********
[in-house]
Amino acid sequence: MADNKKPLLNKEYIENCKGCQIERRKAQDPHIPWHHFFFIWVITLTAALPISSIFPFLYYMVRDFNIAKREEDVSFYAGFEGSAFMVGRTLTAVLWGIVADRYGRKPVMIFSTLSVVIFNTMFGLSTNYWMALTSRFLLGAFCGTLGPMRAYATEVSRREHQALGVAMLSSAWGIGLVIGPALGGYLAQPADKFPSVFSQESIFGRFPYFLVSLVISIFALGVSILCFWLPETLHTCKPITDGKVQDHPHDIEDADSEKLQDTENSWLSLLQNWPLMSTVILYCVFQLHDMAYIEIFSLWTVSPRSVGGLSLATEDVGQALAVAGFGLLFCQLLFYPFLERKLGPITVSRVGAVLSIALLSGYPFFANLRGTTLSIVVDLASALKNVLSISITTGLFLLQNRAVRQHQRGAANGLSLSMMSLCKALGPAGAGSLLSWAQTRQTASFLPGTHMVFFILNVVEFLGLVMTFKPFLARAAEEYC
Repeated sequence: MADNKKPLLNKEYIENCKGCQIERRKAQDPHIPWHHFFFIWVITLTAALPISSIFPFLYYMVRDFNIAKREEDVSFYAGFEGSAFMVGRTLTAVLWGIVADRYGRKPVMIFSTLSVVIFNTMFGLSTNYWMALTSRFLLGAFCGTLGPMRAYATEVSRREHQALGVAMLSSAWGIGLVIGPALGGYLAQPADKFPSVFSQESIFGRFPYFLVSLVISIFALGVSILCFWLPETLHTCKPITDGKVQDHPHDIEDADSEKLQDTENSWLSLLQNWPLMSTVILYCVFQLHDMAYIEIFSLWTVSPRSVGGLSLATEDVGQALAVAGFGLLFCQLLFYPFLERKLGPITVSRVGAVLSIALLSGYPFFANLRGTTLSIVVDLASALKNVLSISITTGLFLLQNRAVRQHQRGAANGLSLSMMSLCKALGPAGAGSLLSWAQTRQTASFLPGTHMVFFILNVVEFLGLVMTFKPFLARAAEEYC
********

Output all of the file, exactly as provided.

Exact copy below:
[in-house]
Amino acid sequence: MADNKKPLLNKEYIENCKGCQIERRKAQDPHIPWHHFFFIWVITLTAALPISSIFPFLYYMVRDFNIAKREEDVSFYAGFEGSAFMVGRTLTAVLWGIVADRYGRKPVMIFSTLSVVIFNTMFGLSTNYWMALTSRFLLGAFCGTLGPMRAYATEVSRREHQALGVAMLSSAWGIGLVIGPALGGYLAQPADKFPSVFSQESIFGRFPYFLVSLVISIFALGVSILCFWLPETLHTCKPITDGKVQDHPHDIEDADSEKLQDTENSWLSLLQNWPLMSTVILYCVFQLHDMAYIEIFSLWTVSPRSVGGLSLATEDVGQALAVAGFGLLFCQLLFYPFLERKLGPITVSRVGAVLSIALLSGYPFFANLRGTTLSIVVDLASALKNVLSISITTGLFLLQNRAVRQHQRGAANGLSLSMMSLCKALGPAGAGSLLSWAQTRQTASFLPGTHMVFFILNVVEFLGLVMTFKPFLARAAEEYC
Repeated sequence: MADNKKPLLNKEYIENCKGCQIERRKAQDPHIPWHHFFFIWVITLTAALPISSIFPFLYYMVRDFNIAKREEDVSFYAGFEGSAFMVGRTLTAVLWGIVADRYGRKPVMIFSTLSVVIFNTMFGLSTNYWMALTSRFLLGAFCGTLGPMRAYATEVSRREHQALGVAMLSSAWGIGLVIGPALGGYLAQPADKFPSVFSQESIFGRFPYFLVSLVISIFALGVSILCFWLPETLHTCKPITDGKVQDHPHDIEDADSEKLQDTENSWLSLLQNWPLMSTVILYCVFQLHDMAYIEIFSLWTVSPRSVGGLSLATEDVGQALAVAGFGLLFCQLLFYPFLERKLGPITVSRVGAVLSIALLSGYPFFANLRGTTLSIVVDLASALKNVLSISITTGLFLLQNRAVRQHQRGAANGLSLSMMSLCKALGPAGAGSLLSWAQTRQTASFLPGTHMVFFILNVVEFLGLVMTFKPFLARAAEEYC